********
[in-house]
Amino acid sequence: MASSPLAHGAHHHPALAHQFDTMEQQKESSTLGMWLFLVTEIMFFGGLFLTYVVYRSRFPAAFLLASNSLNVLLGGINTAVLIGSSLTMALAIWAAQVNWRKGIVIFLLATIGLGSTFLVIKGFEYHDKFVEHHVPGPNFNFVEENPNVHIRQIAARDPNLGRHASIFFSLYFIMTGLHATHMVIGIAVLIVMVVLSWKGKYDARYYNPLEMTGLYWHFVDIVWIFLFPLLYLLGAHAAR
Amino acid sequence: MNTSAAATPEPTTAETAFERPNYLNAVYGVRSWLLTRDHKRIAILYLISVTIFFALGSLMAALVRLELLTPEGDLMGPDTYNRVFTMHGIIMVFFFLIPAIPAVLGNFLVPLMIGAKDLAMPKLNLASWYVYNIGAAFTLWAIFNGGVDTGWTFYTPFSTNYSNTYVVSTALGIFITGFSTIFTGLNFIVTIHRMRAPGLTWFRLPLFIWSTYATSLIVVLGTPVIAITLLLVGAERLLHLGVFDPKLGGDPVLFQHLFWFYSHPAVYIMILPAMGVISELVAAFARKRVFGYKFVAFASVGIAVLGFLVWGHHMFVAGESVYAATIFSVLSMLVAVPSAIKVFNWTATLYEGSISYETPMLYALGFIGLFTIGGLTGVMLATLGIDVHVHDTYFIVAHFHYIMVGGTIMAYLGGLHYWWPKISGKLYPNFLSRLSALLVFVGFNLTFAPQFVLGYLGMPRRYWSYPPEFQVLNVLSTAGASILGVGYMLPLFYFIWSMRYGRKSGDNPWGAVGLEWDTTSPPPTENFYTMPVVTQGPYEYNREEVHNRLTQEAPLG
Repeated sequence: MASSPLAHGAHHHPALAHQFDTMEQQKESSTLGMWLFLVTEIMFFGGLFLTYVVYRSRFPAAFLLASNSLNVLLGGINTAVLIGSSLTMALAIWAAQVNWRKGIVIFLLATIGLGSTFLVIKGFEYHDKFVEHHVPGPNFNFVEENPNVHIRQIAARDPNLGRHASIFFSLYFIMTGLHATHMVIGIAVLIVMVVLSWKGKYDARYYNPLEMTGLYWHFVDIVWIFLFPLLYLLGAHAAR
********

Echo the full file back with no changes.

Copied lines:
[in-house]
Amino acid sequence: MASSPLAHGAHHHPALAHQFDTMEQQKESSTLGMWLFLVTEIMFFGGLFLTYVVYRSRFPAAFLLASNSLNVLLGGINTAVLIGSSLTMALAIWAAQVNWRKGIVIFLLATIGLGSTFLVIKGFEYHDKFVEHHVPGPNFNFVEENPNVHIRQIAARDPNLGRHASIFFSLYFIMTGLHATHMVIGIAVLIVMVVLSWKGKYDARYYNPLEMTGLYWHFVDIVWIFLFPLLYLLGAHAAR
Amino acid sequence: MNTSAAATPEPTTAETAFERPNYLNAVYGVRSWLLTRDHKRIAILYLISVTIFFALGSLMAALVRLELLTPEGDLMGPDTYNRVFTMHGIIMVFFFLIPAIPAVLGNFLVPLMIGAKDLAMPKLNLASWYVYNIGAAFTLWAIFNGGVDTGWTFYTPFSTNYSNTYVVSTALGIFITGFSTIFTGLNFIVTIHRMRAPGLTWFRLPLFIWSTYATSLIVVLGTPVIAITLLLVGAERLLHLGVFDPKLGGDPVLFQHLFWFYSHPAVYIMILPAMGVISELVAAFARKRVFGYKFVAFASVGIAVLGFLVWGHHMFVAGESVYAATIFSVLSMLVAVPSAIKVFNWTATLYEGSISYETPMLYALGFIGLFTIGGLTGVMLATLGIDVHVHDTYFIVAHFHYIMVGGTIMAYLGGLHYWWPKISGKLYPNFLSRLSALLVFVGFNLTFAPQFVLGYLGMPRRYWSYPPEFQVLNVLSTAGASILGVGYMLPLFYFIWSMRYGRKSGDNPWGAVGLEWDTTSPPPTENFYTMPVVTQGPYEYNREEVHNRLTQEAPLG
Repeated sequence: MASSPLAHGAHHHPALAHQFDTMEQQKESSTLGMWLFLVTEIMFFGGLFLTYVVYRSRFPAAFLLASNSLNVLLGGINTAVLIGSSLTMALAIWAAQVNWRKGIVIFLLATIGLGSTFLVIKGFEYHDKFVEHHVPGPNFNFVEENPNVHIRQIAARDPNLGRHASIFFSLYFIMTGLHATHMVIGIAVLIVMVVLSWKGKYDARYYNPLEMTGLYWHFVDIVWIFLFPLLYLLGAHAAR